Some years back, just a few weeks after being ordained a priest, I found myself chaplain for a month at one of the London hospitals. One day I was called to the bedside of a young boy dying of cancer. His parents were there and we all sat together for the last few hours of his life.
At one point the mother asked, 'Why does God let this happen?' An obvious question, a natural question, but still the kind you dread. And really the only thing that I could say was that I did not know. I had no answer that could satisfy the bewilderment that a mother feels as she watches her son die, let alone soothe the pain. All I could do was to be with them in those hours, to offer the sacraments, to pray with and for them.
Two years later I too found myself asking that same question, 'Why does God let this happen?' This time it was my father who was dying of cancer. Though perhaps more easily in the face of old age comes the answer that this is only natural, the way our bodies are, still it did not satisfy the questions I had about why it had to happen to him, why he had to be the one to suffer that fate, satisfy the deeper yearning that I had for more time, for his company for longer. So all that I could do in those last few hours in his presence was to be there with my bother and sister and later with them perform the funeral rites.
In the passage for today from the book of Job, God is said to give Job an answer as he asks, 'Why does God let this happen?' Throughout the many chapters of that book many others have tried to find an answer that will meet Job's bewilderment, his anger and his pain. Job has lost everything, his family and his possessions. He has lost his health and reputation. Why had God let this happen to him, when he has done nothing wrong? None of the answers others give can satisfy him. Perhaps God, however, will explain why he has done this to Job, why he lets it happen.
And yet God's answer when it comes is more a barrage of questions that challenge Job himself to account for his impudence in calling God to account. Is Job on a level with God the creator either in power or knowledge, so that God should explain himself to Job? The wisdom and justice of creation and of the fate of each being within it is understood by God, yet it remains beyond the reach of men and women.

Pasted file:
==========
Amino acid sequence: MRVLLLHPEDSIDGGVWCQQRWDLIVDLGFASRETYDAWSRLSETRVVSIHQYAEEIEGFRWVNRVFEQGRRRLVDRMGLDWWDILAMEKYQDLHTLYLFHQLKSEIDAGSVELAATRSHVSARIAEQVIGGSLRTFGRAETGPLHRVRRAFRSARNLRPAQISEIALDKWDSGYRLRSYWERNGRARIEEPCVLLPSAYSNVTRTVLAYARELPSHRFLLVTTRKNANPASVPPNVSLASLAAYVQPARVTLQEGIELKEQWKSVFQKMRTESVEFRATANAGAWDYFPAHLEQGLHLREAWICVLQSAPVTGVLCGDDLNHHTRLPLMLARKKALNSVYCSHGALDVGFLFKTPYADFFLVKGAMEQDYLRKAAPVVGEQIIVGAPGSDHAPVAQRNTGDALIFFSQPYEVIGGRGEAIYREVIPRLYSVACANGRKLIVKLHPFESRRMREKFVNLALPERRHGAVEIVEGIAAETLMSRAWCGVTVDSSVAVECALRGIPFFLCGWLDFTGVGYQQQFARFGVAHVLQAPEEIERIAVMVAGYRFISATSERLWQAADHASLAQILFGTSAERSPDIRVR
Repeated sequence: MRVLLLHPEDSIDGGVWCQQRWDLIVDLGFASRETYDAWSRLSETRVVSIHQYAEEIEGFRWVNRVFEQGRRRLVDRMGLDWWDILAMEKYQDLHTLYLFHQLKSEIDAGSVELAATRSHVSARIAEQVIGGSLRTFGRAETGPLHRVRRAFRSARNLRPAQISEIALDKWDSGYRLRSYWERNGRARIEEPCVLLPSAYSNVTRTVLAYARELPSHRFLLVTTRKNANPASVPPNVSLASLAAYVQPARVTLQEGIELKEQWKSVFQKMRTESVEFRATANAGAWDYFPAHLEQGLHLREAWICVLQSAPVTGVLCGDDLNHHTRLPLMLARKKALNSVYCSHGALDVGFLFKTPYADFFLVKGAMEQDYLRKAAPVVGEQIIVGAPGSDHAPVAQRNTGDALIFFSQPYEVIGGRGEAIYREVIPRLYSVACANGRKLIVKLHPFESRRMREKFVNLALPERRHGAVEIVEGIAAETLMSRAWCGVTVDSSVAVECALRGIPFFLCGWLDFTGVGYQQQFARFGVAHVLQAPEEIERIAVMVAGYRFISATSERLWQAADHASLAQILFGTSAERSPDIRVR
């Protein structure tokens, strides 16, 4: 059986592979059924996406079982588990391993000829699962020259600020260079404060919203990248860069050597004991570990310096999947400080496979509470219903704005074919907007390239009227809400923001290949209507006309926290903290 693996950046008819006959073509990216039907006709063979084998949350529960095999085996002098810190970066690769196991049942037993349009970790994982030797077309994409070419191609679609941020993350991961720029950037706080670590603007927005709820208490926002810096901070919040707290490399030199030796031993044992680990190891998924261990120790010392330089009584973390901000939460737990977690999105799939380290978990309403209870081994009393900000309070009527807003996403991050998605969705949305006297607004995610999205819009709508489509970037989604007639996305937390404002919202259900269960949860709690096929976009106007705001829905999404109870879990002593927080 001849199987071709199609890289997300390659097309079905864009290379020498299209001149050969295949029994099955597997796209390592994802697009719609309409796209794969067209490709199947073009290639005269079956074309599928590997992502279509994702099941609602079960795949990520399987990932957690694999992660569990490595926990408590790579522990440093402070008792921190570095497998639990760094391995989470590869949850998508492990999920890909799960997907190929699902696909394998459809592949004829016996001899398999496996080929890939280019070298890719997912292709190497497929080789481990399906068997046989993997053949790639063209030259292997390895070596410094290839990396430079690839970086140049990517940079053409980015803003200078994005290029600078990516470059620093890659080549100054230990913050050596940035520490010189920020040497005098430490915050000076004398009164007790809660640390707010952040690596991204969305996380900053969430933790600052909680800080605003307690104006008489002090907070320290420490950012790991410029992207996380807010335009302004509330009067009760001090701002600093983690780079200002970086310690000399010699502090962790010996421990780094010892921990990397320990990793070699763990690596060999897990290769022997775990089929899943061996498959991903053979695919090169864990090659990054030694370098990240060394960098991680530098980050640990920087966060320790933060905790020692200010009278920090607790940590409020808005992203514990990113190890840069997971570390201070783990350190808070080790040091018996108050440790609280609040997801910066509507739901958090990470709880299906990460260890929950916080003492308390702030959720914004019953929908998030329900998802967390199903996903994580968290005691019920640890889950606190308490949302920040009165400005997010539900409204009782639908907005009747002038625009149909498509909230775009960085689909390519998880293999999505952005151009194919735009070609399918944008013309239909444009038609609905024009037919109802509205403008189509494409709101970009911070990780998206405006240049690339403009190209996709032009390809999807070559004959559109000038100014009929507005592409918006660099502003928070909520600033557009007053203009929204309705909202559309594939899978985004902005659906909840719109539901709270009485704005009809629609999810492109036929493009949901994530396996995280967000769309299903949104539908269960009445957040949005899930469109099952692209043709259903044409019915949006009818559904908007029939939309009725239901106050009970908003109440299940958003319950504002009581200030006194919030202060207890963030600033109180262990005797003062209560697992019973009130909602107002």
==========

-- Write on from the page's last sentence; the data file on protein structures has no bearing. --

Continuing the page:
In the end Job receives no straightforward answer to his questions, but is reduced to silence in the awesome presence of God. The questions he kept on asking and the answers he searched for, are themselves transcended in this great theophany, in this experience of the divine.
Well, we might think, that is our experience too, though without the comfort -- if that is what it is -- of such a display of divine presence. Job is reduced to silence and we are reduced to silence, without answers to our bewilderment and pain.
And yet, if not an answer, we do find here the beginnings of a solution. God is the creator and there is a wisdom and justice in his creation even if this lies outside our comprehension. God is also not absent from the bewilderment and pain of those who suffer in his creation. Instead God reaches into his creation to be present with those who suffer and finally to release them from their sufferings.
This point is made by the link between the different passages forming the readings for today. The God revealed in Job as the one who alone controlled the mighty waters in creation is the same God praised in the psalm as the one who stills the seas when sailors cry out to him in their distress. It is the same God who present as the man Jesus calms the storm when the disciples in their distress implore him: 'Teacher, do you not care if we perish?'
Do you not care? Why do you let this happen? The same question once again.
The solution these passages give is that God is present with us in our sufferings. As Paul tells us in the passage from Corinthians, ultimately God in Jesus suffers with us in his presence, bringing about a new creation:
For the love of Christ controls us, because we are convinced that one has died for all; therefore all have died. And he died for all, that those who live might live no longer for themselves but for him who for their sake died and was raised.
The solution Jesus offers us is his own suffering, a suffering which finally will mean the end of all our suffering, which finally will mean a new life in God's new creation. This is not an answer in any straightforward sense and the many attempts to explain the Passion of Christ in the New Testament or in the Church's tradition can never fully satisfy us if we ask why God let it happen.
We are faced not by an answer, but by a solution. A solution we might ponder in silence, even share with others in silence.